27 April, 2012

Supanova Melbourne 2012

I've never really done these travelogue/con review posts before, but I had such a great time a couple of weekends ago in Melbourne for Supanova that I thought I'd give it a go. 

Full disclosure: I'm one of the founders of Supanova, I art directed it for about six years (taking the mantle of that title again as of next week), and have a financial stake in the business. 

Because this Supanova fell in the middle of the NSW school holidays I was able to enjoy a few days visiting the city of Melbourne with my family both before and after the expo which I've never really had the opportunity to do before. It's such a brilliant city and I fully understand the great Australian comics migration towards it that seems to have happened over the past 10 years or so. I'll let the photos and captions tell most of the story…  

A fabulous start to the trip was had with a brunch with some of my favourite fellas on the planet: The boys from Cool [Shite] on the Tube. Here's some of them: Chris, Bruce and David. My family are in the background also saying 'hi'. 

We stayed at a lovely hotel called Batman's Hill on Collins. Could there be any more appropriate place to stay for six days of comicy goodness? 

I visited the wonderful Squish Comics Studio in Brunswick. A fabulous initiative conceived by Ben Hutchings and foundered by him and five other brilliant comicers. As you can see, they sat me at the visitor's table while I drew. In the background are Annabelle and comicer Ive Sorocuk.

There were two other visitors there that day. Alisha Howard from Queensland and Robert Perrie from the ACT. That's Ive again in the foreground and Ben in the background. 

This is the sketch I did while there. Trevor's feeling the squish-vibe alright!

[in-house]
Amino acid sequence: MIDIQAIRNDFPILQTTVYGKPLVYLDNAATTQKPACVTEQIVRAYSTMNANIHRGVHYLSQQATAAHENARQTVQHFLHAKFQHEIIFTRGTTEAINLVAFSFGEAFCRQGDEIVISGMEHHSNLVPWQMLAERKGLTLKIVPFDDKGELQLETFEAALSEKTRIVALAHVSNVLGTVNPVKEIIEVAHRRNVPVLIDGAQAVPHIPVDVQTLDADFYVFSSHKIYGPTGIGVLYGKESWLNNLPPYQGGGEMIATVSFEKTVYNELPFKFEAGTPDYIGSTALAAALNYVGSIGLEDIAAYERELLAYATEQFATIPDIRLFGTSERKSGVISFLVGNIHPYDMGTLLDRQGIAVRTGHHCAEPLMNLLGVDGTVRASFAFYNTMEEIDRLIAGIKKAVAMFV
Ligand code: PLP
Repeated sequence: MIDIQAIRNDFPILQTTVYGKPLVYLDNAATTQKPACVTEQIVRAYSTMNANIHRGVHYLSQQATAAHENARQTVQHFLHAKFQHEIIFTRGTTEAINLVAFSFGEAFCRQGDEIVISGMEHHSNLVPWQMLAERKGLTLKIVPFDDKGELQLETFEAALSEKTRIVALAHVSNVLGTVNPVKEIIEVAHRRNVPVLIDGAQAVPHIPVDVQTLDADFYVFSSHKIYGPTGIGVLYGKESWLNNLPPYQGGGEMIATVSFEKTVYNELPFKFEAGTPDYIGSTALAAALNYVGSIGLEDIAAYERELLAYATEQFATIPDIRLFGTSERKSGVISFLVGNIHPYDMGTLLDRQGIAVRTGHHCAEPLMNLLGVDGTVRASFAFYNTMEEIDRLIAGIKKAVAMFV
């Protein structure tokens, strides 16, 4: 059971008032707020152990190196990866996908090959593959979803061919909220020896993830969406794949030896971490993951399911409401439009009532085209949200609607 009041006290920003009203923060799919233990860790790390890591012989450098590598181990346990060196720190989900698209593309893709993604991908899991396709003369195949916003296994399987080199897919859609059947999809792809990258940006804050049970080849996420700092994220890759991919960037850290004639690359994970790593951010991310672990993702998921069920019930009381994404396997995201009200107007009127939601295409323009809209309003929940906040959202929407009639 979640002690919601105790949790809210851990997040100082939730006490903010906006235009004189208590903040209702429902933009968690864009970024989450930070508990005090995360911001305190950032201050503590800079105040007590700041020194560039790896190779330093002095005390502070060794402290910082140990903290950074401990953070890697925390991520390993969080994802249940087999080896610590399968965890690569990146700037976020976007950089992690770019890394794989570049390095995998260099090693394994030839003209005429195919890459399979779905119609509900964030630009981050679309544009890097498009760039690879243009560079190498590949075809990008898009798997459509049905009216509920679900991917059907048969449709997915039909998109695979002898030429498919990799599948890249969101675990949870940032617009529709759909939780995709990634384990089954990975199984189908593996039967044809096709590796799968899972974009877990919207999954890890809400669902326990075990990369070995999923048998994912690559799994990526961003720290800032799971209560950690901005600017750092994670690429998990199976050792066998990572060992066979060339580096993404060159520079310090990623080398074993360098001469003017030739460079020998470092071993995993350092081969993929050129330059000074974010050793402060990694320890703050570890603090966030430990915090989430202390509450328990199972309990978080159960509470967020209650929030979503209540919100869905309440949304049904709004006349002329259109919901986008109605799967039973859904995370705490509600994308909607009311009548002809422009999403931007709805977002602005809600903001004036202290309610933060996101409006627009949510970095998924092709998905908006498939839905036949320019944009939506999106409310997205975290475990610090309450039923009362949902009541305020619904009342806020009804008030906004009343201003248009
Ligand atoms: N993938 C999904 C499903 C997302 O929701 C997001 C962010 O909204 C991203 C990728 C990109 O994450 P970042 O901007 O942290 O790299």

Friday night was opening night, but I took a moment beforehand to grab a snap of me as an Avengers action figure. As you do. 

On Friday night we ran two comicbook MasterClasses. Kicking it off were webcomic creators Scott Kurtz and Kris Straub. On the right, Scott is sharing a moment of epiphany with Kris. 

Brian Michael Bendis was another of our comic book guests and he also ran a comicbook MasterClass, following Scott and Kris. 

Because I work most of the weekend, or am trying to catch up with people I rarely or only briefly see, I don't get a long to very many panels and seminars. Here's a few I did get to and snapped a photo of. 
Overseas comics guests Spain's Carlos Pacheco, America's Brian Michael Bendis and Malaysia's Billy Tan

Actress Jaimie Alexander, who played Sif in the film Thor. 

Melbourne's Tristan Jones, who's making quite a splash at IDW with Ghost Busters and Teenage Mutant Ninja Turtles: Infestation

A shot of one of our fabulous Artists' Alleys. Seen here on the right, from closest to camera to furthest: Wolfgang Bylsma and Gary Edwards from Perth's awesome Gestalt Comics, and Tom (Evs) Taylor

A random shot of the crowd enjoying the retail floor. 

Ahem… well, I worked very hard until I discovered on Sunday afternoon at 5:45pm (15 minutes before closing) that the pinball machines were free to play! Good thing I didn't know before that. 

Sunday night is traditionally time to record a Supanova Special Edition of the Cool [Shite] on the Tube Podcast. The groovy ManaBar were very kind to host the occasion. In the first of these two pictures is my lovely wife Bongo failing dismally at holding herself together while being 'interviewed' by David 'Q-Dog' Quinn. The second photo has, on the right, Q-Dog speaking with Tristan Jones with Gary Edwards, Wolfgang Bylsma and Tom Taylor behind. 

I love the architecture and buildings in Melbourne. Here's a few quick snaps I took. 

The all-important comics haul! Bought in various places before, during, and after the expo, and weighing in at 23 books and 10cm. (Yes, there's only 21 in the photo – I forgot I still had two in my backpack.) When am I ever going to find time to read it all?!?

Bye Melbourne! You were awesome and I had a brilliant time!

11 April, 2012

What I Read Last Month…

What I read last… 
December 2011.

Du Plomb Dans La Tête, by Colin Wilson and Matz. 
This time I'm writing about the black & white collection in the original French language, instead of the colour, English translation. 
I love the art so much more in this printing,a despite the smaller, paperback size, but then again I almost always enjoy a b&w version of a story more than a colour version.